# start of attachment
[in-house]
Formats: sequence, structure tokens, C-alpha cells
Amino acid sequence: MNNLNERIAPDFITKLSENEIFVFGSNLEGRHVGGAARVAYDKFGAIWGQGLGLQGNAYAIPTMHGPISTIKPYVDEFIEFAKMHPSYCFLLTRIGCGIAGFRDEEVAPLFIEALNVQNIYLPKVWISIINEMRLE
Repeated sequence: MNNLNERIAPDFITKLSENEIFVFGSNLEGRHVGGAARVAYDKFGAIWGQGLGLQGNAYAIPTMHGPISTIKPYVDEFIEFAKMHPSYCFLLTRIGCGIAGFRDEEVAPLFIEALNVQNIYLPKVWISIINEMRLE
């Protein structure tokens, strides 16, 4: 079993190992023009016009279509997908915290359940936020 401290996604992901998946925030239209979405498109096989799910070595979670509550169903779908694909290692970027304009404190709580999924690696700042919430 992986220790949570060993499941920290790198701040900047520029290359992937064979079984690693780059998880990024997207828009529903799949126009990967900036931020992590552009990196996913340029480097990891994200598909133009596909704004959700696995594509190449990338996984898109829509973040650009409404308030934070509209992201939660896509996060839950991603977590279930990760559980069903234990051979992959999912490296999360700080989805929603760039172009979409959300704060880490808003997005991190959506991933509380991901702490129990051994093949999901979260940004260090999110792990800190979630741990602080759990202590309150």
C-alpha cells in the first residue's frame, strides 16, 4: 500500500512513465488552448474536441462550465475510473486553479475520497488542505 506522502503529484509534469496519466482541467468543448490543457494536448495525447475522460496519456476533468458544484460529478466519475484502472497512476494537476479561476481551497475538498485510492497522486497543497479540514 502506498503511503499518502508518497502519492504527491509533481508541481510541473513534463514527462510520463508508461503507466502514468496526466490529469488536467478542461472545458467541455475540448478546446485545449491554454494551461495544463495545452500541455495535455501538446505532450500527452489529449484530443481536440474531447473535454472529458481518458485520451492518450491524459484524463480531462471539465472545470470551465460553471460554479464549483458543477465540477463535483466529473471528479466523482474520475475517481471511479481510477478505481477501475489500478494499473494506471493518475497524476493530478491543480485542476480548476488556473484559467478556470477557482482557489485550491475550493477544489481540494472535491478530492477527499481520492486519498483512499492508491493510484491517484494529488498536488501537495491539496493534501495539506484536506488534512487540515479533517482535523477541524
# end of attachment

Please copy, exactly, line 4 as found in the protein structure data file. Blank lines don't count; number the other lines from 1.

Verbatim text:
Repeated sequence: MNNLNERIAPDFITKLSENEIFVFGSNLEGRHVGGAARVAYDKFGAIWGQGLGLQGNAYAIPTMHGPISTIKPYVDEFIEFAKMHPSYCFLLTRIGCGIAGFRDEEVAPLFIEALNVQNIYLPKVWISIINEMRLE